1. Things Get Done Faster
Don't let the tally of 2011 FOs on the side bar fool you. I've also knit 2 pairs of plain vanilla socks, two baby gifts, two shawls and a hat. I just haven't photographed them yet.
2. I'm less anxious about my projects when I'm only knitting one at a time
Yup, you read that correctly. When I've got too much on the go, it freaks me out. I get antsy, I feel like I'm knitting and knitting and knitting and never actually getting anywhere. Sort of like those dreams where you're running down a corridor/away from a monster/towards your kid in danger and you're just... not moving? Like that. And dudes, I don't know about you? Life is hectic enough. I don't need my hobbies giving me a wiggins, you know?
3. It gives me a
n illusory sense of control
I like structure (Really Tara? You? Structure?) . I don't deal with unforeseen changes of plan very well (I can't tell you how trying our family's recent ordeal has been for me on that front). I like things to be ordered and predictable and just so. Project monogamy soothes the anal obsessive-compulsive in me. Sure, there may be a few bumps along the road (no, the yarn for the brown socks still hasn't arrived), but as a rule, I know where I'm heading. It's just me and Project-X, banging it out, steadily heading toward the finish line.
4. Practice makes perfect
Not only have I learned new things with my recent projects, but by working on them exclusively, I
hope think I've really been able to internalize the new techniques. For example, two-handed colourwork isn't exactly the Everest it once was after working on the Estonian socks and the Bohus hat (which I totally finished last weekend, by the way).
Nature seeks balance in all things though, even in my knitting. Project Monogamy, as I'm coming to understand after a few months, also has a few drawbacks:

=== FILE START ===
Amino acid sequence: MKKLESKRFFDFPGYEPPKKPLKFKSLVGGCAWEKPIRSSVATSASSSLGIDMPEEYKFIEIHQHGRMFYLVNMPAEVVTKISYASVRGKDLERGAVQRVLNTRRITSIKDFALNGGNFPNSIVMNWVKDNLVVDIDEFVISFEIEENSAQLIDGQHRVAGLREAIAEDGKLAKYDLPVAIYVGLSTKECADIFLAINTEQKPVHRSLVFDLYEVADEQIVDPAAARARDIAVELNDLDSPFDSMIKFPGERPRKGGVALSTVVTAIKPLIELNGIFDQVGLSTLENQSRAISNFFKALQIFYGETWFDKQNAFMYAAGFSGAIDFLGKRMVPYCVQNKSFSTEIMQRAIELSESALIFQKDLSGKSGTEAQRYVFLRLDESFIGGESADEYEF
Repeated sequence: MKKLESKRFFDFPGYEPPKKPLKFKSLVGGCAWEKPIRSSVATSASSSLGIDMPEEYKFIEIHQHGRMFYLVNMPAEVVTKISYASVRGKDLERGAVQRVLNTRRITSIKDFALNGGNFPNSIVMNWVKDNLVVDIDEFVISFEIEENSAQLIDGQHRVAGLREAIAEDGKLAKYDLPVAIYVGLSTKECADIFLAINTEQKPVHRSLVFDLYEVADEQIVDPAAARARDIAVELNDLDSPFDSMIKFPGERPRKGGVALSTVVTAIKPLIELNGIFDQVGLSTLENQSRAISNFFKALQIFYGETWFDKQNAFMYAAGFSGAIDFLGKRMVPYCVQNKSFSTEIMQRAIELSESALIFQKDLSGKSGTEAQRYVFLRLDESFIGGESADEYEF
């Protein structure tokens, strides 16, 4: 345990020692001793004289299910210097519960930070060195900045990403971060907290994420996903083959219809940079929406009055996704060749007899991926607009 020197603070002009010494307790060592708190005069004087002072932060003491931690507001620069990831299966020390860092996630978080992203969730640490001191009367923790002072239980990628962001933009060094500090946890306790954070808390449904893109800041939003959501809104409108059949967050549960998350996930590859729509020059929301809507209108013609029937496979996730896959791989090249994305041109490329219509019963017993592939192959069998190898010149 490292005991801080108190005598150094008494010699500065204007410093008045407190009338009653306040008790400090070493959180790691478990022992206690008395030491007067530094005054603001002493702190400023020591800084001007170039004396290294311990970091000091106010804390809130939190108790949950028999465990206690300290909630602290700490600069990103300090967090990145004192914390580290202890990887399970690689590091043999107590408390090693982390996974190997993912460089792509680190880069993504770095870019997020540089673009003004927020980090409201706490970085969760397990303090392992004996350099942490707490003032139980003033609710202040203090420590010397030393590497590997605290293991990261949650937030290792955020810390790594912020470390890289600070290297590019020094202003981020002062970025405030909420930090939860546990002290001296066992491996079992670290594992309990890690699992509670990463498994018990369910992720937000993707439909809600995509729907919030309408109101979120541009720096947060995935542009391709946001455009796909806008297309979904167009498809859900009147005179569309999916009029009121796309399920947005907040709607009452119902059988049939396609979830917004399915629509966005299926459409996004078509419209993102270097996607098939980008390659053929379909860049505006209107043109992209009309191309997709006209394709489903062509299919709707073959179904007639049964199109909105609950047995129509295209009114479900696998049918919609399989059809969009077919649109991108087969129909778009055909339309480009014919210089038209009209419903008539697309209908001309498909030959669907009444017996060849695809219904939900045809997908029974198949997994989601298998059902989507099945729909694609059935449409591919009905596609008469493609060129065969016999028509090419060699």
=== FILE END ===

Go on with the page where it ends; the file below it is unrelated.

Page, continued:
Only knitting one thing at a time means that other projects in your queue (Rav or otherwise) have to wait their turn. Yes, you can get totally psyched about a pattern and even buy the yarn for it right away if you like. However, true commitment to the PM lifestyle means that you can't cast on right away (mostly). You can keep the shiny new yarn close at hand, somewhere it can be alternately petted/admired/sniffed at your leisure, but you're going to stick to the project you're working on right now. That's not for the faint-of-heart.
2. Too many options make me nervous
I know. I just said that PM makes me less anxious. And it does. Except for the part where I think about what I'm going to knit next. That part sometimes freaks me out. Too much pressure.
In a perfect PM world, this is how it would work:
- Finish your project;
- Cast on glorious new pattern and with shiny new yarn,
- Move on.
End of story.
The trouble is that there are glorious new patterns every day, and all of them use shiny new yarn that you probably don't have in your stash (ever notice that? How the pattern you Must Knit Now just happens to be with something you don't already own? What's up with that?). And much as you'd like to, they can't all be next in the queue. (cue Keanu Reeves: What do you do? WHAT do you DOOO.)
3. Been there, done that
An important component to developing a healthy obsession with a pattern is anticipation. You spend a good long time thinking about knitting a particular yarn/pattern, you work on your current WIP and dream of being done so you and your new imaginary project can begin your wondrous journey together.
Only, if you're anything like me? By the time you reach that glorious casting on moment, you've spent so much time
obsessing pondering about said project that you're... um... sort of... sick of it.
You've been there and done that, and you want to knit something else. Probably something that you don't have the yarn for yet (see drawback the second). For instance, today I want (and by want, you should read that I am consumed with a passion that burns as brightly as a thousand suns) to knit Akoya out of Quince & Co. Tern, which I don't own ('natch). Ooh, baby. Kerrera who?
Happy Knitting, Everyone!